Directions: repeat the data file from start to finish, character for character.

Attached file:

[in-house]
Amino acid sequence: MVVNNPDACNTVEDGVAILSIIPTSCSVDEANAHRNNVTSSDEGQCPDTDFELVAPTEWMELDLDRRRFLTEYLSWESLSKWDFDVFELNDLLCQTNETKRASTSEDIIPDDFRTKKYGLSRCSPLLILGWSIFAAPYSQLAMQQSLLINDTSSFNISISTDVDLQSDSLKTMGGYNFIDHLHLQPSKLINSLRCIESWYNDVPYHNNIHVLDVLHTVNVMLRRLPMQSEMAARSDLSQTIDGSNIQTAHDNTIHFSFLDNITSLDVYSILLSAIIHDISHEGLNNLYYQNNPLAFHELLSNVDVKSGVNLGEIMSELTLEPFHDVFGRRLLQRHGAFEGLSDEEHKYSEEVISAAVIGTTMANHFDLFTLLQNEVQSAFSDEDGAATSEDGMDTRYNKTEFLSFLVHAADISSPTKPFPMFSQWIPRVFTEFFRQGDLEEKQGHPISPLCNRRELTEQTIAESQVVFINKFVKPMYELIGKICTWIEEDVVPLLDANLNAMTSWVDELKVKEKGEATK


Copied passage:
[in-house]
Amino acid sequence: MVVNNPDACNTVEDGVAILSIIPTSCSVDEANAHRNNVTSSDEGQCPDTDFELVAPTEWMELDLDRRRFLTEYLSWESLSKWDFDVFELNDLLCQTNETKRASTSEDIIPDDFRTKKYGLSRCSPLLILGWSIFAAPYSQLAMQQSLLINDTSSFNISISTDVDLQSDSLKTMGGYNFIDHLHLQPSKLINSLRCIESWYNDVPYHNNIHVLDVLHTVNVMLRRLPMQSEMAARSDLSQTIDGSNIQTAHDNTIHFSFLDNITSLDVYSILLSAIIHDISHEGLNNLYYQNNPLAFHELLSNVDVKSGVNLGEIMSELTLEPFHDVFGRRLLQRHGAFEGLSDEEHKYSEEVISAAVIGTTMANHFDLFTLLQNEVQSAFSDEDGAATSEDGMDTRYNKTEFLSFLVHAADISSPTKPFPMFSQWIPRVFTEFFRQGDLEEKQGHPISPLCNRRELTEQTIAESQVVFINKFVKPMYELIGKICTWIEEDVVPLLDANLNAMTSWVDELKVKEKGEATK